Wool News: Genetics breakthrough on measuring methane levels emitted by sheep
New Zealand farmers are the first in the world able to breed low methane-emitting sheep.
A ten year breeding programme funded by the Pastoral Greenhouse Gas Research Consortium (PGGRC) and the New Zealand Agricultural Greenhouse Gas Research Centre resulted in a breeding value for methane emissions.
AgResearch scientist Dr Suzanne Rowe led the research. She says comparing flocks separated into low and high emitting, on average there was a difference of 11 per cent of methane emitted per unit of feed between high and low methane emitters, with no apparent difference in the health, productivity or profitability of the respective sheep.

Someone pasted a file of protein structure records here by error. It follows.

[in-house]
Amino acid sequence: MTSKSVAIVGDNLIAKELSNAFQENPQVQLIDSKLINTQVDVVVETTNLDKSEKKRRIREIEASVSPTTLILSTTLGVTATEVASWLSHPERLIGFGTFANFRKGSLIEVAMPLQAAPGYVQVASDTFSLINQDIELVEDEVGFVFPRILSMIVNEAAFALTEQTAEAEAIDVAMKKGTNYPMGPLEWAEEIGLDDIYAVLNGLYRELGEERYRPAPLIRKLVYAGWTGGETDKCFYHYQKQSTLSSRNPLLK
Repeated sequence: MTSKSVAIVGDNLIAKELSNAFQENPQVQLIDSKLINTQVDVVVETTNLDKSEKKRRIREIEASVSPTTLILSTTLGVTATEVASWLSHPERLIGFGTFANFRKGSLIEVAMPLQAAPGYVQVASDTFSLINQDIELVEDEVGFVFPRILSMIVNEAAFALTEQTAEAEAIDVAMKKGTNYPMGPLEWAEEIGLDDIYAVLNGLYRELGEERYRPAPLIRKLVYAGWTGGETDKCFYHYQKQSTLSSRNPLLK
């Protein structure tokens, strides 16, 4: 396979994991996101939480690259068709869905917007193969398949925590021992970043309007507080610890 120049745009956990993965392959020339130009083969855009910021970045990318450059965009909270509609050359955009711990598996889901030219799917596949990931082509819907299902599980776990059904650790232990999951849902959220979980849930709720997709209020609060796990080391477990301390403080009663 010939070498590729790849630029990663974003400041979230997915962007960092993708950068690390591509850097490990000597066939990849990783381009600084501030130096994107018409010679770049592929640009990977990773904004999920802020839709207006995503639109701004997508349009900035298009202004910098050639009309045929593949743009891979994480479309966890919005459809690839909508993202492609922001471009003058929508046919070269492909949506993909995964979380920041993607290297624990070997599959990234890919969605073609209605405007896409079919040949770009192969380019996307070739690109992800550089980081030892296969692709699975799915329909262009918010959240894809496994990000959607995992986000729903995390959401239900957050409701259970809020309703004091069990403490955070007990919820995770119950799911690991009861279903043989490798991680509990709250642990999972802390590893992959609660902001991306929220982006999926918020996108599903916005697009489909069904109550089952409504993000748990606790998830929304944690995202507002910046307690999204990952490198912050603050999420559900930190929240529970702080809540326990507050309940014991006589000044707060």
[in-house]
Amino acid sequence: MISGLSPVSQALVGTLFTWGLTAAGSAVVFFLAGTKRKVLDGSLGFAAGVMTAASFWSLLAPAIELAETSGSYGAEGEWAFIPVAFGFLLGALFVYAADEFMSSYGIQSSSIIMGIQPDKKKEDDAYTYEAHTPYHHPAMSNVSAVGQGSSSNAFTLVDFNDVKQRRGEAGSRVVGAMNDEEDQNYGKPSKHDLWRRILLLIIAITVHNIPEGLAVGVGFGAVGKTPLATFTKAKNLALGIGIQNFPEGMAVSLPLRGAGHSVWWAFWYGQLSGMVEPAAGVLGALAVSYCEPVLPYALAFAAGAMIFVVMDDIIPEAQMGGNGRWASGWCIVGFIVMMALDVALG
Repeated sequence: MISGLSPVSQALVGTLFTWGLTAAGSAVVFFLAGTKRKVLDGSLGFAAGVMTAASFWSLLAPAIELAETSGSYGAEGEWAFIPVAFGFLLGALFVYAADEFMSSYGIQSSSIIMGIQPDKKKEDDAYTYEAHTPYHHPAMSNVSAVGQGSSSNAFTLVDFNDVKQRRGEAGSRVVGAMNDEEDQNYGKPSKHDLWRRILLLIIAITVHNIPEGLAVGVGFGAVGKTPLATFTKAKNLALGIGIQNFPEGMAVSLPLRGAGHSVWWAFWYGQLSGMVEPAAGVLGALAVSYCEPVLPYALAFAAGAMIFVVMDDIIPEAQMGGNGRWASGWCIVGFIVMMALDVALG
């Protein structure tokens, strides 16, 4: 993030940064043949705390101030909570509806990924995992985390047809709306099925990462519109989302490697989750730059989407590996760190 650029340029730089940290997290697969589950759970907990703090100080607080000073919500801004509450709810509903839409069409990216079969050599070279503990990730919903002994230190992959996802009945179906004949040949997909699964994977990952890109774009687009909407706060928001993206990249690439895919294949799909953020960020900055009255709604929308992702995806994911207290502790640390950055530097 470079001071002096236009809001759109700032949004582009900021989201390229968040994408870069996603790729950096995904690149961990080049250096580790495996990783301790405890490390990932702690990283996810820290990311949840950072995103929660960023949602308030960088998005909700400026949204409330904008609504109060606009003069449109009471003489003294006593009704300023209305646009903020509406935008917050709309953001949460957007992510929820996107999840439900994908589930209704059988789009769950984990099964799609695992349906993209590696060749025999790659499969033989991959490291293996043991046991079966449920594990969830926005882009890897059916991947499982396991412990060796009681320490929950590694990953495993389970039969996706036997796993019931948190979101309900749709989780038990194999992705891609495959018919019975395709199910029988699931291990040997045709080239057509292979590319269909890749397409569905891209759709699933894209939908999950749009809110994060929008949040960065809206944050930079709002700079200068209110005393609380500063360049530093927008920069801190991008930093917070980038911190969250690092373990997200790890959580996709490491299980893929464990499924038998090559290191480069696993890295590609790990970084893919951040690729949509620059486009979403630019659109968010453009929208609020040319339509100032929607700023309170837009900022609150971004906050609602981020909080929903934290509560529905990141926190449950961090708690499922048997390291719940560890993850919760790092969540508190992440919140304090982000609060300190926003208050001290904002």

“We are seeing more lean growth, carcass yield and wool production in the low methane sheep, without any negative trade-offs.”
This breeding programme, which confirmed methane emissions are heritable, allowed for the establishment of a breeding value for the trait incorporated onto Sheep Improvement Limited database (now nProve) last year.
Stud breeders have embraced the opportunity to measure the methane emissions in their stud animals.
Information from Beef+Lamb New Zealand. More detail: